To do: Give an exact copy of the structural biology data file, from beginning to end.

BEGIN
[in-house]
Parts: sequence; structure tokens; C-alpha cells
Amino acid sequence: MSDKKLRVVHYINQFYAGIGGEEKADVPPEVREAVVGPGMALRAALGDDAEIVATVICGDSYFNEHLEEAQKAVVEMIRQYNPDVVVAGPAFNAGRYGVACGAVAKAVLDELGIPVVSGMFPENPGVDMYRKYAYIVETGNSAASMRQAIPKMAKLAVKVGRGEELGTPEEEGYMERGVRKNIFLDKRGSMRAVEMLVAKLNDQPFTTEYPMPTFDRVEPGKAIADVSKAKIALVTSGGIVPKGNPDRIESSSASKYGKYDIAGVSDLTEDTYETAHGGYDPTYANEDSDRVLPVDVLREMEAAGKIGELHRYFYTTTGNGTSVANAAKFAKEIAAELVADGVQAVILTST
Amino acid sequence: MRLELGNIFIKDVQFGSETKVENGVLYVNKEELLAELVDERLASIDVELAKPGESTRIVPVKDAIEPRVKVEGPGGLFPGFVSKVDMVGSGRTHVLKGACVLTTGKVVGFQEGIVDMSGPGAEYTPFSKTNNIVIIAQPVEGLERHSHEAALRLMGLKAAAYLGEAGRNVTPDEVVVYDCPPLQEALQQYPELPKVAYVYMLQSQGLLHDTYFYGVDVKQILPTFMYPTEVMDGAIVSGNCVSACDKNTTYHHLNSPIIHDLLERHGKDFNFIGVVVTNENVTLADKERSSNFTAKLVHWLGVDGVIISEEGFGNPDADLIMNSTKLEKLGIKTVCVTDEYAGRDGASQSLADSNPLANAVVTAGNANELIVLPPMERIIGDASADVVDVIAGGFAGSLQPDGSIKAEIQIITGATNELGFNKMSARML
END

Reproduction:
[in-house]
Parts: sequence; structure tokens; C-alpha cells
Amino acid sequence: MSDKKLRVVHYINQFYAGIGGEEKADVPPEVREAVVGPGMALRAALGDDAEIVATVICGDSYFNEHLEEAQKAVVEMIRQYNPDVVVAGPAFNAGRYGVACGAVAKAVLDELGIPVVSGMFPENPGVDMYRKYAYIVETGNSAASMRQAIPKMAKLAVKVGRGEELGTPEEEGYMERGVRKNIFLDKRGSMRAVEMLVAKLNDQPFTTEYPMPTFDRVEPGKAIADVSKAKIALVTSGGIVPKGNPDRIESSSASKYGKYDIAGVSDLTEDTYETAHGGYDPTYANEDSDRVLPVDVLREMEAAGKIGELHRYFYTTTGNGTSVANAAKFAKEIAAELVADGVQAVILTST
Amino acid sequence: MRLELGNIFIKDVQFGSETKVENGVLYVNKEELLAELVDERLASIDVELAKPGESTRIVPVKDAIEPRVKVEGPGGLFPGFVSKVDMVGSGRTHVLKGACVLTTGKVVGFQEGIVDMSGPGAEYTPFSKTNNIVIIAQPVEGLERHSHEAALRLMGLKAAAYLGEAGRNVTPDEVVVYDCPPLQEALQQYPELPKVAYVYMLQSQGLLHDTYFYGVDVKQILPTFMYPTEVMDGAIVSGNCVSACDKNTTYHHLNSPIIHDLLERHGKDFNFIGVVVTNENVTLADKERSSNFTAKLVHWLGVDGVIISEEGFGNPDADLIMNSTKLEKLGIKTVCVTDEYAGRDGASQSLADSNPLANAVVTAGNANELIVLPPMERIIGDASADVVDVIAGGFAGSLQPDGSIKAEIQIITGATNELGFNKMSARML